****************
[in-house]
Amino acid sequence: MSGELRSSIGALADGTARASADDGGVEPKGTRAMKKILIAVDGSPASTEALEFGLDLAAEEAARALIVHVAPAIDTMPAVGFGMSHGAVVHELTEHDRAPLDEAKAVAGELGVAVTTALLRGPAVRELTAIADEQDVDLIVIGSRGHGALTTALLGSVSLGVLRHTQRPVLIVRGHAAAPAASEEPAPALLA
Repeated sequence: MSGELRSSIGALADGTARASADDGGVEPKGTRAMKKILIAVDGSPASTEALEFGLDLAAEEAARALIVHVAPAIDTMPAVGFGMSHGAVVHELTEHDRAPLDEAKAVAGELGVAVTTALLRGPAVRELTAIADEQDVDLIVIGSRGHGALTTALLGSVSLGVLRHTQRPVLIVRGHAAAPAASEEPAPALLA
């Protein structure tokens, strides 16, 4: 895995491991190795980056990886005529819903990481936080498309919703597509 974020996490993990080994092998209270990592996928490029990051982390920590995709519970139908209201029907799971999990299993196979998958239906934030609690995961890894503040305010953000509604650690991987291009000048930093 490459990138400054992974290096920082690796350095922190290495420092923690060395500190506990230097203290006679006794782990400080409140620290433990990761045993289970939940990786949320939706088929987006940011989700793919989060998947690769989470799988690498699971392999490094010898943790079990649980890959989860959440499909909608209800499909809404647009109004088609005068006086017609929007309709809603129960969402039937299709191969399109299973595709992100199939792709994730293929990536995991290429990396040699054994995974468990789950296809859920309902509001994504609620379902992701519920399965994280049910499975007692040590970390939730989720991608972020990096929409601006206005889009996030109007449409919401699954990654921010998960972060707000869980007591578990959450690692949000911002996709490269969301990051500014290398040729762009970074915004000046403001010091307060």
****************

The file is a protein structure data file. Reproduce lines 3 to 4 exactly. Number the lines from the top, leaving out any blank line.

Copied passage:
Repeated sequence: MSGELRSSIGALADGTARASADDGGVEPKGTRAMKKILIAVDGSPASTEALEFGLDLAAEEAARALIVHVAPAIDTMPAVGFGMSHGAVVHELTEHDRAPLDEAKAVAGELGVAVTTALLRGPAVRELTAIADEQDVDLIVIGSRGHGALTTALLGSVSLGVLRHTQRPVLIVRGHAAAPAASEEPAPALLA
């Protein structure tokens, strides 16, 4: 895995491991190795980056990886005529819903990481936080498309919703597509 974020996490993990080994092998209270990592996928490029990051982390920590995709519970139908209201029907799971999990299993196979998958239906934030609690995961890894503040305010953000509604650690991987291009000048930093 490459990138400054992974290096920082690796350095922190290495420092923690060395500190506990230097203290006679006794782990400080409140620290433990990761045993289970939940990786949320939706088929987006940011989700793919989060998947690769989470799988690498699971392999490094010898943790079990649980890959989860959440499909909608209800499909809404647009109004088609005068006086017609929007309709809603129960969402039937299709191969399109299973595709992100199939792709994730293929990536995991290429990396040699054994995974468990789950296809859920309902509001994504609620379902992701519920399965994280049910499975007692040590970390939730989720991608972020990096929409601006206005889009996030109007449409919401699954990654921010998960972060707000869980007591578990959450690692949000911002996709490269969301990051500014290398040729762009970074915004000046403001010091307060």